“We have not abandoned our legal claims, and we intend to continue to pursue them,” she said. “We are proud of our colleagues in Rhode Island. Social justice happens in a lot of ways — maybe it will happen in a groundswell across the nation. But we’re all moving forward.”

Goldfein added that national advocacy for supervised injection sites may force the Biden administration to take a stance on the issue.

“Either it violates the law, or it doesn’t. All this momentum gets to the point where the federal government has to say or do something. They cannot continue to say, ‘We care deeply,’ and then not address this question that so many people are asking.”

(The U.S. Attorney’s Office in Philadelphia said its position on the issue has not changed; representatives from the federal Department of Justice did not respond to a request for comment.)

Bills to open supervised injection sites have been introduced in the New Jersey, New Mexico, and Illinois legislatures. California lawmakers passed a bill legalizing the sites in 2018, but then-Gov. Jerry Brown vetoed it; legislators there are trying again. Activists in other states are also encouraged.

“We’re hoping, given the fact of the staggering [overdose] numbers just published this week, we’ll get some momentum and get things rolling here in Massachusetts,” said Jim Stewart, a member of the steering committee for SIFMA-NOW, the organization advocating for supervised injection sites in Rhode Island’s neighbor to the north. “We’re hoping this will create a sense of urgency on the part of elected officials.”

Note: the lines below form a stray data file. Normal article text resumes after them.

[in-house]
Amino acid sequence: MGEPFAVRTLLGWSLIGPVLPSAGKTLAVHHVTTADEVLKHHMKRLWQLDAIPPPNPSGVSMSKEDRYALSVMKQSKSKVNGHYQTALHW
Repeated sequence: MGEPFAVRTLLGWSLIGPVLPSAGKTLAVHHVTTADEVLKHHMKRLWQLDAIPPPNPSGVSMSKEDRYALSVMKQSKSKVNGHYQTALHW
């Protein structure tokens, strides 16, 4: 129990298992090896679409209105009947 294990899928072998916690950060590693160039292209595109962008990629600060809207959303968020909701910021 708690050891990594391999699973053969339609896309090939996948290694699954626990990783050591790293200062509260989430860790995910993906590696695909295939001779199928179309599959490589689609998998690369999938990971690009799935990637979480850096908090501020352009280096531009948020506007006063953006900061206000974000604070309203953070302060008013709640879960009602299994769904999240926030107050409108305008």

Rhode Island State Rep. John G. Edwards, who sponsored the supervised injection site bill in the state House, and lost two cousins to overdose, said the decision was easy for him. The state has championed several innovative approaches to the opioid crisis, including a program to ensure people in state prisons receive adequate medication for opioid use disorder, credited with bringing down overdoses in the state as a whole.

Supervised injection sites are a continuation of those efforts but became more urgent when the COVID-19 pandemic hit, he said.

“This has affected everyone,” he said. “I come from a small town — we’ve had multiple deaths in that small town over the course of the pandemic. I think the pandemic really drove it home for us in Rhode Island. Our numbers were going down every year, and then people didn’t get out, they weren’t able to go and get their services, and it drove depression, all the mental health issues that had pushed people into their addiction.”

In 2020, 384 people died of overdoses in Rhode Island, a state of about 1.1 million people. In Philadelphia, population 1.5 million, 1,214 people died of overdoses last year.

“This bill will keep people alive,” he said. “That’s it.”

The state will regulate but not operate the sites. Local governments will have authority to approve the facilities in their own jurisdictions. Edwards said that he knows of at least three or four organizations that have expressed interest in operating a site, and acknowledged that community buy-in will be key. “This isn’t going to be a bunch of legislators sitting down figuring out stuff,” he said.

But, he added: “This is not novel law. It’s really new for Rhode Island. But it’s something tried and true everywhere else.”

Staff writer Jeremy Roebuck contributed to this article.